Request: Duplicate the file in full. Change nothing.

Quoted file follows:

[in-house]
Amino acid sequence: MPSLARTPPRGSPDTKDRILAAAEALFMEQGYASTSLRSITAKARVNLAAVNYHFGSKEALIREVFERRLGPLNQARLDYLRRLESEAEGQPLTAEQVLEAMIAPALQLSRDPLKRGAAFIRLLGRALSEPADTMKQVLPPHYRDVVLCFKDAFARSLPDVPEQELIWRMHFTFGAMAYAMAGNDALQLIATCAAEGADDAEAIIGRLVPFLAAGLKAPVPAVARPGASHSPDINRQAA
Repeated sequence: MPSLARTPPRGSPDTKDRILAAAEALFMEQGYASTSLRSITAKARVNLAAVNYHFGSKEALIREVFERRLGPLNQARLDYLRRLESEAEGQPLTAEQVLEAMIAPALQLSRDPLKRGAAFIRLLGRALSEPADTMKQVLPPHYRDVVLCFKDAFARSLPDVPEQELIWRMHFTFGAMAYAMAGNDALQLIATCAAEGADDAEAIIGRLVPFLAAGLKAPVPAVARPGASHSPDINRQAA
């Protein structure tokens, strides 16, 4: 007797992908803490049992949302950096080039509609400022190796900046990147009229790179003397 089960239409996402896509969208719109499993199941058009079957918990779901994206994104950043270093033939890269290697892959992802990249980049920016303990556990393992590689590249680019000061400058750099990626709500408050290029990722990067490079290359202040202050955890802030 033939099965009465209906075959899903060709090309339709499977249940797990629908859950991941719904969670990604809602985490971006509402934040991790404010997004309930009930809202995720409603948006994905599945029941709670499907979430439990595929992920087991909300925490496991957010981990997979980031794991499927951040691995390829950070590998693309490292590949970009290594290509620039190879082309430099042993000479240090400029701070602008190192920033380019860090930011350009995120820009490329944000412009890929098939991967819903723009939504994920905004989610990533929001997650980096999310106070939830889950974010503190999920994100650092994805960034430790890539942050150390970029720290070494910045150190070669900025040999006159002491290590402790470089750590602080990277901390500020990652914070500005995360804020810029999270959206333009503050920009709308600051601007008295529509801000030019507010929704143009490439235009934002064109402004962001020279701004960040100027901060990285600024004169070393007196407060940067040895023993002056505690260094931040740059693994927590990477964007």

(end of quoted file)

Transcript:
[in-house]
Amino acid sequence: MPSLARTPPRGSPDTKDRILAAAEALFMEQGYASTSLRSITAKARVNLAAVNYHFGSKEALIREVFERRLGPLNQARLDYLRRLESEAEGQPLTAEQVLEAMIAPALQLSRDPLKRGAAFIRLLGRALSEPADTMKQVLPPHYRDVVLCFKDAFARSLPDVPEQELIWRMHFTFGAMAYAMAGNDALQLIATCAAEGADDAEAIIGRLVPFLAAGLKAPVPAVARPGASHSPDINRQAA
Repeated sequence: MPSLARTPPRGSPDTKDRILAAAEALFMEQGYASTSLRSITAKARVNLAAVNYHFGSKEALIREVFERRLGPLNQARLDYLRRLESEAEGQPLTAEQVLEAMIAPALQLSRDPLKRGAAFIRLLGRALSEPADTMKQVLPPHYRDVVLCFKDAFARSLPDVPEQELIWRMHFTFGAMAYAMAGNDALQLIATCAAEGADDAEAIIGRLVPFLAAGLKAPVPAVARPGASHSPDINRQAA
């Protein structure tokens, strides 16, 4: 007797992908803490049992949302950096080039509609400022190796900046990147009229790179003397 089960239409996402896509969208719109499993199941058009079957918990779901994206994104950043270093033939890269290697892959992802990249980049920016303990556990393992590689590249680019000061400058750099990626709500408050290029990722990067490079290359202040202050955890802030 033939099965009465209906075959899903060709090309339709499977249940797990629908859950991941719904969670990604809602985490971006509402934040991790404010997004309930009930809202995720409603948006994905599945029941709670499907979430439990595929992920087991909300925490496991957010981990997979980031794991499927951040691995390829950070590998693309490292590949970009290594290509620039190879082309430099042993000479240090400029701070602008190192920033380019860090930011350009995120820009490329944000412009890929098939991967819903723009939504994920905004989610990533929001997650980096999310106070939830889950974010503190999920994100650092994805960034430790890539942050150390970029720290070494910045150190070669900025040999006159002491290590402790470089750590602080990277901390500020990652914070500005995360804020810029999270959206333009503050920009709308600051601007008295529509801000030019507010929704143009490439235009934002064109402004962001020279701004960040100027901060990285600024004169070393007196407060940067040895023993002056505690260094931040740059693994927590990477964007």